Kaiser argues that Church was terminated for legitimate reasons, cannot prove otherwise by showing that the reasons were pretext for retaliatory animus, and therefore it should prevail on summary judgment. As Church’s claim is a state law claim for retaliation, the California Court of Appeal decision in Mamou v. Trendwest Resorts Inc. (2008) 165 Cal.App.4th 686 is directly on point. As clarified by the Mamou, “while pretext” is certainly a relevant issue…the central issue…whether the evidence as a whole supports a reasoned inference that the challenged action was the product of retaliatory animus. Id. at 715 (emphasis added by counsel). At the summary judgment stage, the Court’s duty is to determine whether the employee’s evidence is too weak to sustain a reasoned inference in the employee’s favor. Id. (emphasis by court). If reasonable competing inferences may be drawn from the facts, summary judgment should be denied. Adickes v. S.H. Kress & Co., supra, 398 US at 157; Lake Nacimiento Ranch Co. v. San Luis Obispo County (9th Cir. 1987) 841 F2d 872, 875.

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(Please note: the names and locations of all parties have been changed to protect the confidentiality of the participants in this employment discrimination/personal injury case and its proceedings.)

While working at Kaiser-Permanente, Ms. Church made frequent complaints to upper management, including officers and managing agents such as Stan Brown, David Black, and Mary Smith, regarding the failure of Kaiser to address serious patient and staff safety issues. None of Ms. Church’s complaints received any substantive response, other than her termination. The subjects of these complaints included:

* OSHA violations including concerns about frequent blood splashes and gastric juices deposited on nurses and the failure of Kaiser to install necessary OSHA required eyewash stations.

* The continued use of non-safety needles to avoid accidental punctures of staff.

* Toxicity of a new facility at Sacramento and a manager’s withholding of the report of work that was being done to correct that toxicity found in the Forensic Analytical report commissioned by Charles Smith to the employees in the building.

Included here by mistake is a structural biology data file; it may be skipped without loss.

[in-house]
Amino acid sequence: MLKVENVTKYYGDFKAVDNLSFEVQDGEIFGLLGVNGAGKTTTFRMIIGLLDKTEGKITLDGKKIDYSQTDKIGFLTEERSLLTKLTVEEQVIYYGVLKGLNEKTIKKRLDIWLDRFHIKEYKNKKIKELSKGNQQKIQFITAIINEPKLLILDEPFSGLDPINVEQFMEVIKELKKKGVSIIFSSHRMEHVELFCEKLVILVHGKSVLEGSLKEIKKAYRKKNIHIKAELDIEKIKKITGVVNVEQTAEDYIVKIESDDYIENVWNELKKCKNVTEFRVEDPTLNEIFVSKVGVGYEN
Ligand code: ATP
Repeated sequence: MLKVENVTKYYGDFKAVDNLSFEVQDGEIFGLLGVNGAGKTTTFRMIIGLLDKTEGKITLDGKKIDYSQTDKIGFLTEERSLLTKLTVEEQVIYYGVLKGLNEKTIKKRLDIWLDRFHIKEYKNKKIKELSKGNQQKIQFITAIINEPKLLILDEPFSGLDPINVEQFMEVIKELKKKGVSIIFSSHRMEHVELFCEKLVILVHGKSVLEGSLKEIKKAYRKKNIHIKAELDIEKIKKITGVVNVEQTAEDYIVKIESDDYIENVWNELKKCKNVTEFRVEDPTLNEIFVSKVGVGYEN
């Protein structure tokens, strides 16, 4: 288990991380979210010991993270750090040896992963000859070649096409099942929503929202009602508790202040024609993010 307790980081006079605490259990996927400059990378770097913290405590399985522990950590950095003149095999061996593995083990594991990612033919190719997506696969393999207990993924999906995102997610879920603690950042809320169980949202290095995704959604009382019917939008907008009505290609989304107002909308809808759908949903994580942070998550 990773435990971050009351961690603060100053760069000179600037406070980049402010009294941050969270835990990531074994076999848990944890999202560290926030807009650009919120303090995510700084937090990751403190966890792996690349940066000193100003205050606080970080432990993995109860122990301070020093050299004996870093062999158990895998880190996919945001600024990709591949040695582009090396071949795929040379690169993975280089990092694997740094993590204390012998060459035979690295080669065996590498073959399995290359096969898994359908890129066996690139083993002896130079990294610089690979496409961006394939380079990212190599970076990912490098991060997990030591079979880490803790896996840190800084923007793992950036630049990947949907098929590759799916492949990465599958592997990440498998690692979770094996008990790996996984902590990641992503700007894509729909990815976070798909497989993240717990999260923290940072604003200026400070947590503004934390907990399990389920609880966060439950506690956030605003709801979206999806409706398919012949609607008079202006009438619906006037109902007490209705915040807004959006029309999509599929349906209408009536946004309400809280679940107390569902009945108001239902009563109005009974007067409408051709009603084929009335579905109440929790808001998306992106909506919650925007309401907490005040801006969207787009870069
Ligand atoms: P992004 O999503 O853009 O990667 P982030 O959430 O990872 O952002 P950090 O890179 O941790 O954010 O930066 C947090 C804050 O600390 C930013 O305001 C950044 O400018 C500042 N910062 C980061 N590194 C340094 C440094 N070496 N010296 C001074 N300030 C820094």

* The loss by Richard White of Personal Air Purification Respirators given to Sacramento to protect staff and patients from airborne pathogens and would not find them.

* The lack of fit testing for N-95 respirators at the Oakland or Sacramento facilities.

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(Please note: the names and locations of all parties have been changed to protect the confidentiality of the participants in this employment discrimination/personal injury case and its proceedings.)

Additionally, Ms. Church’s termination was in violation of Health and Safety Code Section 1278.5(b)(1): No health facility shall discriminate or retaliate, in any manner, against any patient, employee, member of the medical staff, or any other health care worker of the health facility because that person has done either of the following:

(a) Presented a grievance, complaint, or report to the facility, to an entity or agency responsible for accrediting or evaluating the facility, or the medical staff of the facility, or to any other governmental entity.

(d)(1) There shall be a rebuttable presumption that discriminatory action was taken by the health facility, or by the entity that owns or operates that health facility, or that owns or operates any other health facility, in retaliation against an employee, member of the medical staff, or any other health care worker of the facility, if responsible staff at the facility or the entity that owns or operates the facility had knowledge of the actions, participation, or cooperation of the person responsible for any acts described in paragraph (1) of subdivision (b), and the discriminatory action occurs within 120 days of the filing of the grievance or complaint by the employee, member of the medical staff or any other health care worker of the facility.

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(Please note: the names and locations of all parties have been changed to protect the confidentiality of the participants in this employment discrimination/personal injury case and its proceedings.)

Kaiser has a very clear national policy regarding Corrective/Disciplinary Action because it is obligated to have one.

Kaiser Permanente (KP) must comply with specific legal/regulatory standards that include, but are not limited to, those indicated by Medicare and other government program billing requirements, Guidance issued by the Centers for Medicare and Medicaid Services, the Department of Health and Human Services, the Compliance Program Guidance issued by the Office of the Inspector General, and HIPAA/Privacy and Security regulations …. KP is required to have well publicized disciplinary guidelines that demonstrate its commitment to compliance and set forth the consequences for violations of compliance mandates.